CBFWA-Generated Information

Database Administrator notes on the history of this proposal form: None
Type of Project (assigned by CBFWA Analysts): anadromous


Section 2. Past Accomplishments

n/a or no information


Section 3. Relationships to Other Projects

Project ID Title Description Umbrella
Lower Snake River Compensation Plan Hatchery Steelhead Production potentially affecting mortality of wild Snake River steelhead No
9401806 Tucannon Model Watershed Program Developing aquatic restoration projects on private land. In conjunction, this project proposes to enhance the riparian area on private land where other public funded restoration efforts are ineligible. No
940185 Asotin Creek Model Watershed Program Developing aquatic restoration projects on private land. In conjunction, this project proposes to enhance the riparian area on private land where other public funded restoration efforts are ineligible. No
WY-KAN-USH-MI-WA-KISH-WIT: The Columbia River Anadromous Fish Restoration Hatchery Steelhead Production potentially affecting mortality of wild Snake River steelhead. No


Section 4. Objectives, Tasks and Schedules

Objectives and Tasks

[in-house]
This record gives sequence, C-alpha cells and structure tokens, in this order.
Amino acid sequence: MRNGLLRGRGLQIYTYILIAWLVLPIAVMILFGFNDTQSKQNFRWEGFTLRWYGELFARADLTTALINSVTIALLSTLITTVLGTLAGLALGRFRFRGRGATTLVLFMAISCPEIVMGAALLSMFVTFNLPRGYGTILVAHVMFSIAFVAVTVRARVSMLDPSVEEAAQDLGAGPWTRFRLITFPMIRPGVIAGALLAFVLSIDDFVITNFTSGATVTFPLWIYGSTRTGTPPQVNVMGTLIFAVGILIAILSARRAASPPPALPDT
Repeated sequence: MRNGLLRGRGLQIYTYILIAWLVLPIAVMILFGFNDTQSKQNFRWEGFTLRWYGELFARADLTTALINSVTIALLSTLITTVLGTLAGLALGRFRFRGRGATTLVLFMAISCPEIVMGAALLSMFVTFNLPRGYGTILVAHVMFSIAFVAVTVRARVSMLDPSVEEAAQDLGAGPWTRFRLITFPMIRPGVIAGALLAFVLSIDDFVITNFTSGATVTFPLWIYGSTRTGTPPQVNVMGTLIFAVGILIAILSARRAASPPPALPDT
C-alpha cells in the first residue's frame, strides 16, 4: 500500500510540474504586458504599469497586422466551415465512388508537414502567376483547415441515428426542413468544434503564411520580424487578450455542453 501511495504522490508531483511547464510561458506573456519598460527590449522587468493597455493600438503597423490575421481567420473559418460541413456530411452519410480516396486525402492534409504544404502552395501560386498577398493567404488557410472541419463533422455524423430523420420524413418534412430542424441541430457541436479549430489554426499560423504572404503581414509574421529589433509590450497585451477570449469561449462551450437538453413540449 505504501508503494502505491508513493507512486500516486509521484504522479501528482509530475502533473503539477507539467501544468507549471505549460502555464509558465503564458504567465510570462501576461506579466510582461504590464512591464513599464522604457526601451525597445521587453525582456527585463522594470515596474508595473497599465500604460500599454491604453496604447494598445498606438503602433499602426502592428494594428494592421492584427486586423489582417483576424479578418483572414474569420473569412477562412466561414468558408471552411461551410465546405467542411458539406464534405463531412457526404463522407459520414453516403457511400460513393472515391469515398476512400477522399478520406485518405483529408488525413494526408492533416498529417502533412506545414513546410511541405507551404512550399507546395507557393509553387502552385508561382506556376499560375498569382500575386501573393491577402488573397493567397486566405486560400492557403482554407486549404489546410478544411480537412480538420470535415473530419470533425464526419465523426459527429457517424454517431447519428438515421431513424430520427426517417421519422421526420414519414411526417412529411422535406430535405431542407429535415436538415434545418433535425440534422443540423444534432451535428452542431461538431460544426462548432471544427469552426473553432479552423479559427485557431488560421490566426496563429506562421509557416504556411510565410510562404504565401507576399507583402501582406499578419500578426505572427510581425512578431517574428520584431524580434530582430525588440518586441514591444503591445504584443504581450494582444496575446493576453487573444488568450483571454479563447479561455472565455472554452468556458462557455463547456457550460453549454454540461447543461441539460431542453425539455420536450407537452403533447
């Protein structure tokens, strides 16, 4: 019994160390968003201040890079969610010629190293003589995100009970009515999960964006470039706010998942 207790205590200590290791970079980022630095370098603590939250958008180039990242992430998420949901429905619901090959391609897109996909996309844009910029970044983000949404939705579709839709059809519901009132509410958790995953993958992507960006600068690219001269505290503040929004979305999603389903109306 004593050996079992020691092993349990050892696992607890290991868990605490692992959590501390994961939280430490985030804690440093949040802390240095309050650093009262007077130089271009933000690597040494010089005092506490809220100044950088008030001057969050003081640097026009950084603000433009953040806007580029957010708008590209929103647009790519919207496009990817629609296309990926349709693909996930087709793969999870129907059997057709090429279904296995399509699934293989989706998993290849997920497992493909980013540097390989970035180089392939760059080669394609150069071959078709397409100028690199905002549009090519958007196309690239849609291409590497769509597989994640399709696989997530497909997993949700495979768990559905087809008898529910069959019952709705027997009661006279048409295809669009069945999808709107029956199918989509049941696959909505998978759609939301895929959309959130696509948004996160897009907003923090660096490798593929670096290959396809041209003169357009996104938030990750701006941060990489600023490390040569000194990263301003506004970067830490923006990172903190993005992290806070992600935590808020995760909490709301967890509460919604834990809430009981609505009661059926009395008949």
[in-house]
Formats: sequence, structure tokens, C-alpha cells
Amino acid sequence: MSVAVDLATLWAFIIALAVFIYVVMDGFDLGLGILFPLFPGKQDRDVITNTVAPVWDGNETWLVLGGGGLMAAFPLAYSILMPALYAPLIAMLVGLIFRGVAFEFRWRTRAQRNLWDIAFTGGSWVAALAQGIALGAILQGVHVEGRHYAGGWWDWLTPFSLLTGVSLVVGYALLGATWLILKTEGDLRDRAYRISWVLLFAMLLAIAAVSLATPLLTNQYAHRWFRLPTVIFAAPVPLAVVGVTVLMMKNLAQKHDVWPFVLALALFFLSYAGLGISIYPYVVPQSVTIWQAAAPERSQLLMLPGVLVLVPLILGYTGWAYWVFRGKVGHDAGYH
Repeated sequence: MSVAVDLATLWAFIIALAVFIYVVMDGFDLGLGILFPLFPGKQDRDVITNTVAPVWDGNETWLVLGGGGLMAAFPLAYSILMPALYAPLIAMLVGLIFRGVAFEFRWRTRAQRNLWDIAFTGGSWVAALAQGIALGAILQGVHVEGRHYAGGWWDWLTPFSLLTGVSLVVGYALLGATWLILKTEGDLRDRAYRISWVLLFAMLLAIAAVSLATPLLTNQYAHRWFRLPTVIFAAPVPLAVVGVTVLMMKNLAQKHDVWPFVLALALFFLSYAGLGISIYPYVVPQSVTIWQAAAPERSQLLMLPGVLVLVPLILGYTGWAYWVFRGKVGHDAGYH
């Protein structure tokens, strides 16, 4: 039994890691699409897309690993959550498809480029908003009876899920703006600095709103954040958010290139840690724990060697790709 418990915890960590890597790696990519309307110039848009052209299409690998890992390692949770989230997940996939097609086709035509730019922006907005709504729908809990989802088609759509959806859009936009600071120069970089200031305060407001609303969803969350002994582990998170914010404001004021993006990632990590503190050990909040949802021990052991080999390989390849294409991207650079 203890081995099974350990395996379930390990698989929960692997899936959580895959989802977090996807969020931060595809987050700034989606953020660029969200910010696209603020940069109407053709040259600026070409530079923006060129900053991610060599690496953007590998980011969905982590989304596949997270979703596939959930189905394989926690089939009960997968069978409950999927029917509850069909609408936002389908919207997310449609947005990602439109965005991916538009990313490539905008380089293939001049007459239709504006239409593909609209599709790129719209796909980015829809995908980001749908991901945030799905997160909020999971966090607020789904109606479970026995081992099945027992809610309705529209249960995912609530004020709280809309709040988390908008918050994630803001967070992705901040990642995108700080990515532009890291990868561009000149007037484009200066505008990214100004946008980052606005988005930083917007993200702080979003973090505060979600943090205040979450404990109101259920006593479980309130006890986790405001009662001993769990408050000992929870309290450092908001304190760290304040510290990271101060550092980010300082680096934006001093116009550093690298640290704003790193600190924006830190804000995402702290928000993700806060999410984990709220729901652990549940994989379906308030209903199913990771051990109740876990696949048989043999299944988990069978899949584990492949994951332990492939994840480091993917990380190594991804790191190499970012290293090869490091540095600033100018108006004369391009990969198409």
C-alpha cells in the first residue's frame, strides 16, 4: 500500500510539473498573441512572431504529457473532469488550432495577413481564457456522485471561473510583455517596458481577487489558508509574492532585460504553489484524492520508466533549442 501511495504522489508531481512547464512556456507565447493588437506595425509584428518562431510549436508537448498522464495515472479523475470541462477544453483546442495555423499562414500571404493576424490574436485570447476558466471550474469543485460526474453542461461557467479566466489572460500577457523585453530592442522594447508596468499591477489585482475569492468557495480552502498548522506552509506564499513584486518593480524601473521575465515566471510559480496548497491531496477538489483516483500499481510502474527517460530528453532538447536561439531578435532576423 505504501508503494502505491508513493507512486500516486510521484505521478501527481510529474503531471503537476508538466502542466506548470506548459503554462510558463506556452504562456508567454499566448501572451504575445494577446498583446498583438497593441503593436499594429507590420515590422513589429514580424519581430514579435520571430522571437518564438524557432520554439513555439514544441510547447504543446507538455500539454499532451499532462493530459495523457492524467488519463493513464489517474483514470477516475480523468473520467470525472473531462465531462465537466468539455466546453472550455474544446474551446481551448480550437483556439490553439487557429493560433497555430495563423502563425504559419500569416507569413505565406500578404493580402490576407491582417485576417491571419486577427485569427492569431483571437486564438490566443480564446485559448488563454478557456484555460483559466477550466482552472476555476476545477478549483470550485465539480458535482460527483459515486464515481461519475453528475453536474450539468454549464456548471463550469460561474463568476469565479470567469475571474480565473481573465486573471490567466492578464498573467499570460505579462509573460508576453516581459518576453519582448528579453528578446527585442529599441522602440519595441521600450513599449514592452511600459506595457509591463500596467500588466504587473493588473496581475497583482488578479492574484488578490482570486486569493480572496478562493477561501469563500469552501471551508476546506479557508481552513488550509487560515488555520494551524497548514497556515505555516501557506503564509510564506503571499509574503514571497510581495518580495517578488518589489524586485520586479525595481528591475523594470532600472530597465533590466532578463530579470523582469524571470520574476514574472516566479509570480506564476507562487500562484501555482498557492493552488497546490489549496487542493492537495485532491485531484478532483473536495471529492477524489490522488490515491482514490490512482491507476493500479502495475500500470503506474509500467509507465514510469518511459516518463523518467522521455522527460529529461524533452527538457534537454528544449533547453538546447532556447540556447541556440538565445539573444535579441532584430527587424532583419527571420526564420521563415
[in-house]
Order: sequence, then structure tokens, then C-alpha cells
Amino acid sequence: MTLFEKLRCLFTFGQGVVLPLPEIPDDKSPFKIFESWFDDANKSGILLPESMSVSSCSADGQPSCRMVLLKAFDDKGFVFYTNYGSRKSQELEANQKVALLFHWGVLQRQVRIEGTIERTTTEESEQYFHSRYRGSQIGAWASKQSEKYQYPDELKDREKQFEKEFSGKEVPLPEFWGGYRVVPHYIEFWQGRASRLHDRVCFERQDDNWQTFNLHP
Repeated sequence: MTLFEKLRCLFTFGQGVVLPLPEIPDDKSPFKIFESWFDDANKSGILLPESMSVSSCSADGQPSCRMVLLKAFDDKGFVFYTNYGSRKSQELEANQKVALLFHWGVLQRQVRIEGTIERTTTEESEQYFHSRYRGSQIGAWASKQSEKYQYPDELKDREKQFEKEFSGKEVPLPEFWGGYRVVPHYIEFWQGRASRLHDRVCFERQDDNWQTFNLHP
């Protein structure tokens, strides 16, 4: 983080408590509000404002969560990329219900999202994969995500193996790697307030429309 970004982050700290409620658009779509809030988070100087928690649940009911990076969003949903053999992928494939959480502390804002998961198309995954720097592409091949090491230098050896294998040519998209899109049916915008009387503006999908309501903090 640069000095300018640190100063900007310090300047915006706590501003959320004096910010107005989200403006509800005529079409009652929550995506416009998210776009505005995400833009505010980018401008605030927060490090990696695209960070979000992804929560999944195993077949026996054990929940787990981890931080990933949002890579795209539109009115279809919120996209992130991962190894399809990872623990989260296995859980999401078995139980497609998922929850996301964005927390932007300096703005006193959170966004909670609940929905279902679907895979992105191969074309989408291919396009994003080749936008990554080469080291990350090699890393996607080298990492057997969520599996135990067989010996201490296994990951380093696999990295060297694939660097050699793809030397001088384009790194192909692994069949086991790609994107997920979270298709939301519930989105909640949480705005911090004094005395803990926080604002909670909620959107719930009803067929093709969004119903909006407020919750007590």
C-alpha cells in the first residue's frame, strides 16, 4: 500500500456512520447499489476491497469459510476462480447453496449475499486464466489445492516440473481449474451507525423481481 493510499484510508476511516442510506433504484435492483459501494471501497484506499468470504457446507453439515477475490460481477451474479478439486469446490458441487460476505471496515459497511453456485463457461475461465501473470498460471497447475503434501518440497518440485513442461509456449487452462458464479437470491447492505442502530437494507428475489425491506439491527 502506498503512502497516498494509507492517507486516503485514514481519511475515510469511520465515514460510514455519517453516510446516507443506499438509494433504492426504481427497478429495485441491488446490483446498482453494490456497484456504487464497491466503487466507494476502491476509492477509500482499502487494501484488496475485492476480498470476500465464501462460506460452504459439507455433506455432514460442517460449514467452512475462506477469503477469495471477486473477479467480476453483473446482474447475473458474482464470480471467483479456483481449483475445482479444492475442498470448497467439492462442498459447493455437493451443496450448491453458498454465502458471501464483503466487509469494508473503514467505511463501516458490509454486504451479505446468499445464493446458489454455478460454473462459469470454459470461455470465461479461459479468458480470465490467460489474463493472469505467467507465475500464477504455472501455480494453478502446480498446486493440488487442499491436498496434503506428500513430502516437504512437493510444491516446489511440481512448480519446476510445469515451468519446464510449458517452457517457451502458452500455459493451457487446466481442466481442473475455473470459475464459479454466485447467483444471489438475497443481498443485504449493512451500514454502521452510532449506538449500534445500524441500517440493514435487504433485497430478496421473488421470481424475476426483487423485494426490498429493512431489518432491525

Objective Task
1. Identify riparian revegetation sites on each tributary a. With assistance from technical staff, conservation district staff and local landowners visit each tributary and identify sites that need riparian revegetation
1. b. Develop a prioritized list of sites to revegetate on each tributary
1. c. Discuss specific site revegetation locations, species to plant, and planting time with landowners.
2. Acquire adequate nursery stock to meet site revegetation requirements a. Summarize site specific revegetation requirements and determine number of each species to have on-hand in the spring of 2000 for planting as whips in early spring and rooted stock in late spring and summer.
2. b. Mark native trees on WDFW and USFS land from which whips may be collected
2. c. Prepare the number of whips needed to be planted as rooted stock and root them in biodegradable material (pots, cloth, tubes, etc.).
3. Plant whips and rooted stock woody riparian species on the Tucannon River and Asotin Creek a. Plant whips at sites in early spring at the existing “water line” and landward of that mark.